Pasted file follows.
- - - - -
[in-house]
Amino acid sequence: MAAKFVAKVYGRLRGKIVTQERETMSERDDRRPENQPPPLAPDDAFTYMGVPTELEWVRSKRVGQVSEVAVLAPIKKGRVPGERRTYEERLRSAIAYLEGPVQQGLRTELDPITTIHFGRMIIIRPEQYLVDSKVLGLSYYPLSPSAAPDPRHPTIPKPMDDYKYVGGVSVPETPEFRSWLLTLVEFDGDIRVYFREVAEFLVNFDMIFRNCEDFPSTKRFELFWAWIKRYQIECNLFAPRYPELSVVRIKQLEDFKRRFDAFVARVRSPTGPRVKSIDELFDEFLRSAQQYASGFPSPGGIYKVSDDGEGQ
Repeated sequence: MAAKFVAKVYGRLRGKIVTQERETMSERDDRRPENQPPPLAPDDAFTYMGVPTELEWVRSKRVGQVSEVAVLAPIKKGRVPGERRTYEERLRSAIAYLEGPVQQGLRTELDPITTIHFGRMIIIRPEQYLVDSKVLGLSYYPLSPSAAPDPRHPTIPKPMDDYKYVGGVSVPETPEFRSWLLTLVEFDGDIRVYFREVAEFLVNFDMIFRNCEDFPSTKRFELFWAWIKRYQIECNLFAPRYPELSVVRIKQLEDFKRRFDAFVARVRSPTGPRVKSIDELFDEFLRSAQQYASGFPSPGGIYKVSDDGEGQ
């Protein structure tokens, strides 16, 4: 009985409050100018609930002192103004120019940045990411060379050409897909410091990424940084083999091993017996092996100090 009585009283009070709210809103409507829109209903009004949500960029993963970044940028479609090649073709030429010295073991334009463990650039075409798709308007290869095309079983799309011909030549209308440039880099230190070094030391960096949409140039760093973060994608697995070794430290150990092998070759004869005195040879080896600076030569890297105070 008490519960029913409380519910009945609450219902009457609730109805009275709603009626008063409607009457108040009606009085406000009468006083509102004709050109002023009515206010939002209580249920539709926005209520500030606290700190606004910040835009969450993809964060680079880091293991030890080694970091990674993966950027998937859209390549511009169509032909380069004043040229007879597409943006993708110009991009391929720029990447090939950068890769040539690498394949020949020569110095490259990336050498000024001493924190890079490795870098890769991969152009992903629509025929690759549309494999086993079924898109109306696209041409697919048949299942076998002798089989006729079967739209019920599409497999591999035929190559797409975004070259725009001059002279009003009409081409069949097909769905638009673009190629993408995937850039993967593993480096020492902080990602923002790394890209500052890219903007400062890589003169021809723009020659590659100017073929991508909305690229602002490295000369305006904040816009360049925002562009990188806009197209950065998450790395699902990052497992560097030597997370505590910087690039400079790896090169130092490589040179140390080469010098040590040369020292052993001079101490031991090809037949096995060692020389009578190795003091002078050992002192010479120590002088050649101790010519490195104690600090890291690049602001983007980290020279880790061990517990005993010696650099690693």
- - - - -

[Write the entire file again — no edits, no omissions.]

[in-house]
Amino acid sequence: MAAKFVAKVYGRLRGKIVTQERETMSERDDRRPENQPPPLAPDDAFTYMGVPTELEWVRSKRVGQVSEVAVLAPIKKGRVPGERRTYEERLRSAIAYLEGPVQQGLRTELDPITTIHFGRMIIIRPEQYLVDSKVLGLSYYPLSPSAAPDPRHPTIPKPMDDYKYVGGVSVPETPEFRSWLLTLVEFDGDIRVYFREVAEFLVNFDMIFRNCEDFPSTKRFELFWAWIKRYQIECNLFAPRYPELSVVRIKQLEDFKRRFDAFVARVRSPTGPRVKSIDELFDEFLRSAQQYASGFPSPGGIYKVSDDGEGQ
Repeated sequence: MAAKFVAKVYGRLRGKIVTQERETMSERDDRRPENQPPPLAPDDAFTYMGVPTELEWVRSKRVGQVSEVAVLAPIKKGRVPGERRTYEERLRSAIAYLEGPVQQGLRTELDPITTIHFGRMIIIRPEQYLVDSKVLGLSYYPLSPSAAPDPRHPTIPKPMDDYKYVGGVSVPETPEFRSWLLTLVEFDGDIRVYFREVAEFLVNFDMIFRNCEDFPSTKRFELFWAWIKRYQIECNLFAPRYPELSVVRIKQLEDFKRRFDAFVARVRSPTGPRVKSIDELFDEFLRSAQQYASGFPSPGGIYKVSDDGEGQ
């Protein structure tokens, strides 16, 4: 009985409050100018609930002192103004120019940045990411060379050409897909410091990424940084083999091993017996092996100090 009585009283009070709210809103409507829109209903009004949500960029993963970044940028479609090649073709030429010295073991334009463990650039075409798709308007290869095309079983799309011909030549209308440039880099230190070094030391960096949409140039760093973060994608697995070794430290150990092998070759004869005195040879080896600076030569890297105070 008490519960029913409380519910009945609450219902009457609730109805009275709603009626008063409607009457108040009606009085406000009468006083509102004709050109002023009515206010939002209580249920539709926005209520500030606290700190606004910040835009969450993809964060680079880091293991030890080694970091990674993966950027998937859209390549511009169509032909380069004043040229007879597409943006993708110009991009391929720029990447090939950068890769040539690498394949020949020569110095490259990336050498000024001493924190890079490795870098890769991969152009992903629509025929690759549309494999086993079924898109109306696209041409697919048949299942076998002798089989006729079967739209019920599409497999591999035929190559797409975004070259725009001059002279009003009409081409069949097909769905638009673009190629993408995937850039993967593993480096020492902080990602923002790394890209500052890219903007400062890589003169021809723009020659590659100017073929991508909305690229602002490295000369305006904040816009360049925002562009990188806009197209950065998450790395699902990052497992560097030597997370505590910087690039400079790896090169130092490589040179140390080469010098040590040369020292052993001079101490031991090809037949096995060692020389009578190795003091002078050992002192010479120590002088050649101790010519490195104690600090890291690049602001983007980290020279880790061990517990005993010696650099690693």